(2) There is no rule that a practitioner of Homoeopathy shall not charge another practitioner of Homoeopathy for his services, but a practitioner of Homoeopathy shall consider it a pleasure and privilege to render gratuitous service to his professional brother and his dependents, if they are in his vicinity or to a medical student.
(1) The practitioner of Homoeopathy called in an emergency to visit a patient under the care of another practitioner of Homoeopathy shall, when the emergency is over, retire in favour of the latter; but he shall be entitled to charge the patient for his services.
(2) When a practitioner of Homoeopathy is consulted at his own residence, it is not necessary for him to enquire of the patient if he is under the care of another practitioner of Homoeopathy.
(3) When a consulting practitioner of Homoeopathy sees a patient at the request of another practitioner of Homoeopathy, it shall be his duty to write a letter stating his opinion of the case with the mode of treatment he thinks is required to be adopted.
24. Engagement for an Obstetrics Case
(1) If a practitioner of Homoeopathy is engaged to attend to a woman during her confinement, he shall do so. Refusal to do so on an excuse of any other engagement shall not be considered ethical except when he is already engaged on a similar or other serious case.
(2) When a practitioner of Homoeopathy who has been engaged to attend on an obstetrics case is absent and another is sent for and delivery is accomplished, the acting practitioner of Homoeopathy shall be entitled to his professional fees; provided he shall secure the patient’s consent to withdraw on the arrival of the practitioner of Homoeopathy already engaged.
When it becomes the duty of a practitioner of Homoeopathy occupying an official position to see and report upon an illness or injury, he shall communicate to the practitioner of Homoeopathy in attendance so as to give him an option of being present. The medical officer shall avoid remarks upon the diagnosis or the treatment that has been adopted.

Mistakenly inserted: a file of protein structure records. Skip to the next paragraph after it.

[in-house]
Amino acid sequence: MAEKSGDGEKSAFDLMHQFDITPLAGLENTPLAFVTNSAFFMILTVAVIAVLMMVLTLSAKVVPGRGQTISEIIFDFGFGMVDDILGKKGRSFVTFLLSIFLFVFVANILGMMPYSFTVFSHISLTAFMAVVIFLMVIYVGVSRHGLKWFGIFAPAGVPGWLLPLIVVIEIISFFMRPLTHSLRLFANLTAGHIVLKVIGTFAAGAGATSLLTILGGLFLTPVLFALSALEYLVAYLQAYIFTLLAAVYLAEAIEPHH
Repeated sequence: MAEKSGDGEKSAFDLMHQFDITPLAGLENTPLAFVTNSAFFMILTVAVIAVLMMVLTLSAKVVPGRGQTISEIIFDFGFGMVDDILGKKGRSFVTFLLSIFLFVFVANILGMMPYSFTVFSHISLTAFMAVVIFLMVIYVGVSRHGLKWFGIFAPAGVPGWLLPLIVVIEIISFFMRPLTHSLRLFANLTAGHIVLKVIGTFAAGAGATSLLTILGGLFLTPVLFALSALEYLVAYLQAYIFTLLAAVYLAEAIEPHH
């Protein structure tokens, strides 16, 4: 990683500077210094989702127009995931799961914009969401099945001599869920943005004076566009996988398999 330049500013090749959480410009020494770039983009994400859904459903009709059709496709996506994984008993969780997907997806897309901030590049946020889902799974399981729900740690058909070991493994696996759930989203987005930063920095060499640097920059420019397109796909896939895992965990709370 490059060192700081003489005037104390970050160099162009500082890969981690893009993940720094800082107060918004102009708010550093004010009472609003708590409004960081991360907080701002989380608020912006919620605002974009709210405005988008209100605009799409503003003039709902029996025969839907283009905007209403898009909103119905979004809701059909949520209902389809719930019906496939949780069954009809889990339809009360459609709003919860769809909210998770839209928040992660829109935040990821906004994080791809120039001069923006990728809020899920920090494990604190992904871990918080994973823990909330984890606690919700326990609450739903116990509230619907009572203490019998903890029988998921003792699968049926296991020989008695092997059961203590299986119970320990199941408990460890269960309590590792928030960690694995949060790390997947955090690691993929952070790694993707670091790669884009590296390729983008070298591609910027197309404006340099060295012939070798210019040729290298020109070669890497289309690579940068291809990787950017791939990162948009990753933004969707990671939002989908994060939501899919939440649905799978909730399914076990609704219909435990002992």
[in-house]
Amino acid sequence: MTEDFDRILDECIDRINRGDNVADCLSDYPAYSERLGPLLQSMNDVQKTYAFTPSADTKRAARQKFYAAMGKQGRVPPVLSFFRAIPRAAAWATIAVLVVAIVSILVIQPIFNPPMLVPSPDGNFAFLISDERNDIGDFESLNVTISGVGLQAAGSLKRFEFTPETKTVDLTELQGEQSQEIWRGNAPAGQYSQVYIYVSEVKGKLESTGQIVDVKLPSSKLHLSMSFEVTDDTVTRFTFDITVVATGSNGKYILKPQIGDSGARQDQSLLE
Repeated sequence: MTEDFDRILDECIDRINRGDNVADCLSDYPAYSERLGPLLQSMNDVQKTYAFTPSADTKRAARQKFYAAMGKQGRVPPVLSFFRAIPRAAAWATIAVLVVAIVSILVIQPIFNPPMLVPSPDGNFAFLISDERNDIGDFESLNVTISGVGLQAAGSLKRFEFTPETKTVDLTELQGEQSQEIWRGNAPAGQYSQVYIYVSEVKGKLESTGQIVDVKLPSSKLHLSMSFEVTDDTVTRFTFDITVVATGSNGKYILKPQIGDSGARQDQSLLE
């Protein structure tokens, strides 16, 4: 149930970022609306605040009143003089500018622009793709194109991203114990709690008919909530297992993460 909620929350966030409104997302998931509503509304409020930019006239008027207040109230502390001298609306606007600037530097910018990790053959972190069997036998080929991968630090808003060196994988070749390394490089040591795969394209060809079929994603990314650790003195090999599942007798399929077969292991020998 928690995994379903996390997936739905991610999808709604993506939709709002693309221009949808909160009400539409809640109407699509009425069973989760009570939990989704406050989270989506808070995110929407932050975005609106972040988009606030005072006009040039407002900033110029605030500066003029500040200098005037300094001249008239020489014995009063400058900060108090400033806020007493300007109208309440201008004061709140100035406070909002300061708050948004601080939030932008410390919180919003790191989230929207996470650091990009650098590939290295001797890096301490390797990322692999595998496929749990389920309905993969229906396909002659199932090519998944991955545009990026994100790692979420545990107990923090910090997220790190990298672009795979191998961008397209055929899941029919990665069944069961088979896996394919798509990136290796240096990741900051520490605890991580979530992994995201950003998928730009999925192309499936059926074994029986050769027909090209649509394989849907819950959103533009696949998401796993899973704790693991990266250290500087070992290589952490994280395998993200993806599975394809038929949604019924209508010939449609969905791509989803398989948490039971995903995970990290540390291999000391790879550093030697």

DUTIES OF PRACTITIONERS IN CONSULTATION
26. Consultation shall be Encouraged
In cases of serious illness, especially in doubtful or difficult conditions the practitioner of Homoeopathy shall request consultation. He shall also do so in perplexing illness, in therapeutic abortions, in the treatment of a woman who had procured criminal abortion, in suspected cases of poisoning, or when desired by the patient or his representative.
27. Punctuality in Consultation
Utmost punctuality shall be observed by a practitioner of Homoepathy in meeting for consultation. If the consultant practitioner of Homoeopathy does not arrive within a reasonable time such as a quarter of an hour after the appointed time, the first practitioner of Homoeopathy shall be at liberty to see the patient alone provided he shall leave his conclusion in writing in a closed envelope.
28. Patient referred to another Physician